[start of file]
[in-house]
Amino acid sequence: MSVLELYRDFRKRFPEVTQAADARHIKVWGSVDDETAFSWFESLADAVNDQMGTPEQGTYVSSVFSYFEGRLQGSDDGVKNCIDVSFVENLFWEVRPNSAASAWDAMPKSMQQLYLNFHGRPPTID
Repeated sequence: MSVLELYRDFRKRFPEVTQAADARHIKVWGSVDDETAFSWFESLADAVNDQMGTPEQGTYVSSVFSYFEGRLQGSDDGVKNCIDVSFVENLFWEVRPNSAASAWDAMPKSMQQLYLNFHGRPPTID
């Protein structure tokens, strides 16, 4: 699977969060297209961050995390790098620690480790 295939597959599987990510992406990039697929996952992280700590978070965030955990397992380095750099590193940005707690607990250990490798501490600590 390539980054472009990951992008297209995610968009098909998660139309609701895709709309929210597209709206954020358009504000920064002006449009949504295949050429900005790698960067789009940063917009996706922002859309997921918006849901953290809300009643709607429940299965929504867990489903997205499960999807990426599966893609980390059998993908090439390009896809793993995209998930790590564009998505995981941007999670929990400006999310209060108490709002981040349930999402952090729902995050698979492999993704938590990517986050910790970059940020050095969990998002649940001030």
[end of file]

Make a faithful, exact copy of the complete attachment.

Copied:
[in-house]
Amino acid sequence: MSVLELYRDFRKRFPEVTQAADARHIKVWGSVDDETAFSWFESLADAVNDQMGTPEQGTYVSSVFSYFEGRLQGSDDGVKNCIDVSFVENLFWEVRPNSAASAWDAMPKSMQQLYLNFHGRPPTID
Repeated sequence: MSVLELYRDFRKRFPEVTQAADARHIKVWGSVDDETAFSWFESLADAVNDQMGTPEQGTYVSSVFSYFEGRLQGSDDGVKNCIDVSFVENLFWEVRPNSAASAWDAMPKSMQQLYLNFHGRPPTID
């Protein structure tokens, strides 16, 4: 699977969060297209961050995390790098620690480790 295939597959599987990510992406990039697929996952992280700590978070965030955990397992380095750099590193940005707690607990250990490798501490600590 390539980054472009990951992008297209995610968009098909998660139309609701895709709309929210597209709206954020358009504000920064002006449009949504295949050429900005790698960067789009940063917009996706922002859309997921918006849901953290809300009643709607429940299965929504867990489903997205499960999807990426599966893609980390059998993908090439390009896809793993995209998930790590564009998505995981941007999670929990400006999310209060108490709002981040349930999402952090729902995050698979492999993704938590990517986050910790970059940020050095969990998002649940001030």